The spotlight finds actor Lindsey Angell and director Cameron Mackenzie

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      Lindsey Angell

      For Lindsey Angell, acting is about growing up.

      Chatting with the Straight in the garden of the house near Main and 18th where she rents a suite, Angell says that, a few years ago, she had started to build a performing career in Calgary, safely close to her family in High River. But she decided to leave Alberta and attend Studio 58, the theatre program at Langara College, because she knew she needed to free herself from the familiar.

      “There’s a scary thing that happens when people take their first steps into the business and it takes their breath away a little,” she says. “They fall back on jobs that can be there just in case. Because I like my family so much I could have seen that happening in Calgary. But I wanted to trust that I wasn’t going to second-guess myself.”

      Angell’s risk-taking has paid off. The 25-year-old graduated from Studio 58 in December, and this fall she will appear in the premiere of Aaron Bushkowsky’s The Project. That comedy, which runs November 5 to 15 at Performance Works in a production from Solo Collective, looks at a group of Vancouver artists who are making a movie about starvation in Africa.

      Asked how a kid from High River turns into a rising star, Angell replies: “Being in a small town, you make your own adventure.” She remembers that she and her sister Naomi, who is three years younger, liked to fantasize about being bar singers. “One of us would pretend to play the piano,” she recalls, “and the other would lip synch—usually to Bryan Adams.”

      Angell says that her time at Studio 58 has allowed her to explore difficult emotions in more grown-up terms. And her burgeoning career has provided unexpected solace.

      In her last term at Studio 58, Angell was playing the title role in The Ash Girl. Her parents had come out from High River to watch her perform. When Angell came off-stage that night, she was told that Naomi, who had been suffering from an apparent migraine, had gone into a coma. A virus in her brain had resulted in encephalitis. When Naomi regained consciousness, it became clear that the swelling had damaged an area of her brain that affects memory. When Angell went to visit, Naomi didn’t recognize her.

      Angell has been spending the summer at Chemainus Theatre Festival, doing a two-person version of The Lion, the Witch, and the Wardrobe. “Being in Chemainus has given me a chance to ease back into the reality of still being far away from my family,” she says. And she’s taking comfort from her work: “I’m living in a world right now where I get to play an eight-year-old girl and an evil queen. It’s just what I used to do with my sister.”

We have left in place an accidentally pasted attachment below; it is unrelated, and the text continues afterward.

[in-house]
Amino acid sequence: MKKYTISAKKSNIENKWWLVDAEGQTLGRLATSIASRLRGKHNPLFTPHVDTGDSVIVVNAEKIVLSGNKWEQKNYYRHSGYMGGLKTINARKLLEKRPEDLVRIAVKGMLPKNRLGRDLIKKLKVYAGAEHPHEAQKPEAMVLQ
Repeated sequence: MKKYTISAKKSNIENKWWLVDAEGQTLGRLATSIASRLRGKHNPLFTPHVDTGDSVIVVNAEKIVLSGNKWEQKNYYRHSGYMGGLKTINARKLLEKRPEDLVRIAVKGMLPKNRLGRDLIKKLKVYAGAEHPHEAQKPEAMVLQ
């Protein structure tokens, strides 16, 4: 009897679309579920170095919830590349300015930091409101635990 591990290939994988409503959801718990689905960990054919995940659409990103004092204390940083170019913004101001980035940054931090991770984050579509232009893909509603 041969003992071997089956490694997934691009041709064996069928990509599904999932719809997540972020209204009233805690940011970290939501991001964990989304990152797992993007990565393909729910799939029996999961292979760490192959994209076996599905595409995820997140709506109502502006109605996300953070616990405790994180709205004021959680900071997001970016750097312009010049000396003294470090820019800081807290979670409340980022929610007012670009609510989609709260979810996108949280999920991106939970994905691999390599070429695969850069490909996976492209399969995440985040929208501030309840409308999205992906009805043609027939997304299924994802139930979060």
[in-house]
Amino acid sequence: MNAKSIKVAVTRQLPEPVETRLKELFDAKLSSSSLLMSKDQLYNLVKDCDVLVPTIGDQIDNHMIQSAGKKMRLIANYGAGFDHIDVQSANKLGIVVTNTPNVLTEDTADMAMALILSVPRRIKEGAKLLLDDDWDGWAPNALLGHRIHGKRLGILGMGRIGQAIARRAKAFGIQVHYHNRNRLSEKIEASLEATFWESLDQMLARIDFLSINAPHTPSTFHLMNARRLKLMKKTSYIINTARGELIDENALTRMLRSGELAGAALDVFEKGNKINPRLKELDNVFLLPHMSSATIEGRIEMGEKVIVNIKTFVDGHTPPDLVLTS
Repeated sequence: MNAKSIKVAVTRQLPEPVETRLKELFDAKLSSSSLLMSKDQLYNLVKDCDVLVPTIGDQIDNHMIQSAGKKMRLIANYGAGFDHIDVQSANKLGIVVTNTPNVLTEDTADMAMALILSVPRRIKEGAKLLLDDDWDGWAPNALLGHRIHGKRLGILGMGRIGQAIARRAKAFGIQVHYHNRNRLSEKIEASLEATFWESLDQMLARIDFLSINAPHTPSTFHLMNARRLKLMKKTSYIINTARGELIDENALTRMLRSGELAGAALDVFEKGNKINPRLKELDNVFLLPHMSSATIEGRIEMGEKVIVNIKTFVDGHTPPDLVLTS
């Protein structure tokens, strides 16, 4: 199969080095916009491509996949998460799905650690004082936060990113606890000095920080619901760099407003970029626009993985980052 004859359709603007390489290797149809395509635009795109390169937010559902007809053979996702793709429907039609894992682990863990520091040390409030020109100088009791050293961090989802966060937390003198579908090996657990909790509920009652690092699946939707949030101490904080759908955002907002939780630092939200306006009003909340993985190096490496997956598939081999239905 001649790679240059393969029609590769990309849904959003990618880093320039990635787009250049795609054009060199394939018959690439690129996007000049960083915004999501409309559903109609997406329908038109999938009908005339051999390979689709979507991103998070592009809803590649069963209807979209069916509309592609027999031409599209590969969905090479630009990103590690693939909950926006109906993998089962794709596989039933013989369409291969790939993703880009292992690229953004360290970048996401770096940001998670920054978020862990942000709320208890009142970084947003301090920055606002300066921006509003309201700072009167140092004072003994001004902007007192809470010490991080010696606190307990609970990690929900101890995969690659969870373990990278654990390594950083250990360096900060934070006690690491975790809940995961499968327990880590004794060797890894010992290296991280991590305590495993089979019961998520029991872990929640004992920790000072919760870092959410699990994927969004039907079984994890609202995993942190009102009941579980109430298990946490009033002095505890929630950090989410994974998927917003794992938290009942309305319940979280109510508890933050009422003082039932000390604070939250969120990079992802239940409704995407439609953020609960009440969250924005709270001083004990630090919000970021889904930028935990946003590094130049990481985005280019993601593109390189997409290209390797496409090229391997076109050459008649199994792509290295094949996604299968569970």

> Colin Thomas

      Cameron Mackenzie

      Cameron Mackenzie pours tea from an elegant porcelain pot that belonged to his partner’s grandmother. We’re sitting in his cozy South Main living room, talking about gender. Mackenzie says he identifies straightforwardly as male, then interrupts himself: “Even as I say that, my drag queen in the back of my mind is like, ”˜Hello, what about me?’ ”

      Isolde N. Barron, Mackenzie’s drag character, keeps the director-dramaturge-designer-producer’s creative juices flowing between theatre projects. “Doing drag for me just keeps my muscles working,” he says. “Right now, I’ve got shaved legs because I just did a show, and I love being a girl when I’m dressed up. So even though I identify as male, I still have a lot of feminine traits.”

      The line between genders is even blurrier for the title character in Mackenzie’s upcoming directing project Nelly Boy, which will be presented in October as a coproduction of Screaming Weenie and Mackenzie’s new company, Zee Zee Theatre. The play, written by Mackenzie’s partner, Dave Deveau, focuses on a character who, Mackenzie says, “doesn’t connect to either gender. Nelly is biologically a boy, but refuses to say that he’s a boy, refuses to say that she’s a girl, refuses to say that she’s a girl trapped in a boy’s body.

      “Just working on this show has really opened my own eyes to the fact that there is really no space for anybody that’s in the middle, and who is comfortable being in the middle,” he continues. “We just do not have any room for anyone who doesn’t fit into male or female.”

      Nelly’s story is a perfect fit for Zee Zee Theatre, though, whose mission, according to the company website, is to “appreciate the marginalized”. Zee Zee launched auspiciously this past winter with an acclaimed production of Bryden MacDonald’s Whale Riding Weather. Mackenzie, who grew up in South Africa and did his theatre training at University of the Fraser Valley and Studio 58, named the company after his late godmother, who was born into a wealthy family but was marginalized by poverty later in her life. “She did the smallest little things,” he says, “but they spoke volumes about who she was and what she believed in. And that’s the kind of theatre that I want to make. What I love is those small stories where you see that small interaction that reveals so much about humanity.”

      Asked what he hopes audiences will take from Nelly Boy, Mackenzie says, “I want them to think about how they interact with people on a day-to-day basis, and the decisions they make about them because of their perceived gender. We make a lot of assumptions about people, and I don’t think we should.”

      > Kathleen Oliver